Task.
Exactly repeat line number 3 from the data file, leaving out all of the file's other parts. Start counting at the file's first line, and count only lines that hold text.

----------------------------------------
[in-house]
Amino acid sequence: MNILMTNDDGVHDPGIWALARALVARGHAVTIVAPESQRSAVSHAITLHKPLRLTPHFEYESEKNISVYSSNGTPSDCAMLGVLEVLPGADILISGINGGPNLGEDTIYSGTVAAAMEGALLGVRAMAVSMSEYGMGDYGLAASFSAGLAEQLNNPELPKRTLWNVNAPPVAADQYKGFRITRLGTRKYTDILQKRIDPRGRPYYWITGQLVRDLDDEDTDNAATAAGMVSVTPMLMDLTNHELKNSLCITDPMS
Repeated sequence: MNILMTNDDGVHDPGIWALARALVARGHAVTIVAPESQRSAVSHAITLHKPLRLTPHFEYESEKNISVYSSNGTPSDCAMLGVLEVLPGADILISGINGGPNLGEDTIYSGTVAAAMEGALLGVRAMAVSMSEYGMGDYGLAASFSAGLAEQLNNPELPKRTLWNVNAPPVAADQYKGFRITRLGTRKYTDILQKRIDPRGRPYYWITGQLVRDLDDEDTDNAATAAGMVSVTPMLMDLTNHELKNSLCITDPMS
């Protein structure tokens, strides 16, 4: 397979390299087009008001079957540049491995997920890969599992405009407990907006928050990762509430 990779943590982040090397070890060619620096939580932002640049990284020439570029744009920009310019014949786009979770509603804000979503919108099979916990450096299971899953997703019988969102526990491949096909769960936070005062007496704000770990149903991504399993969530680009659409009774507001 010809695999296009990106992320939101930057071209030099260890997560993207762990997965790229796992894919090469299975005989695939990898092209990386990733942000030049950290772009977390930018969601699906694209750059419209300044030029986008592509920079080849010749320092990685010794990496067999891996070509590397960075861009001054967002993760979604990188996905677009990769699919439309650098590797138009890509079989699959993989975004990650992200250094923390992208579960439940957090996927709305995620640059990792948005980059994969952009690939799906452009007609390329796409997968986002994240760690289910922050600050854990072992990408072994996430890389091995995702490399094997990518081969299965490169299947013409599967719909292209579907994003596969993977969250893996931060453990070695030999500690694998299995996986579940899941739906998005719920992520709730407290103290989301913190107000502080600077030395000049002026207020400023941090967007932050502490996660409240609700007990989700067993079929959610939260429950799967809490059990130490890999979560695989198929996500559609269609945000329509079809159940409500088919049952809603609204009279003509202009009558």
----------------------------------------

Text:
Repeated sequence: MNILMTNDDGVHDPGIWALARALVARGHAVTIVAPESQRSAVSHAITLHKPLRLTPHFEYESEKNISVYSSNGTPSDCAMLGVLEVLPGADILISGINGGPNLGEDTIYSGTVAAAMEGALLGVRAMAVSMSEYGMGDYGLAASFSAGLAEQLNNPELPKRTLWNVNAPPVAADQYKGFRITRLGTRKYTDILQKRIDPRGRPYYWITGQLVRDLDDEDTDNAATAAGMVSVTPMLMDLTNHELKNSLCITDPMS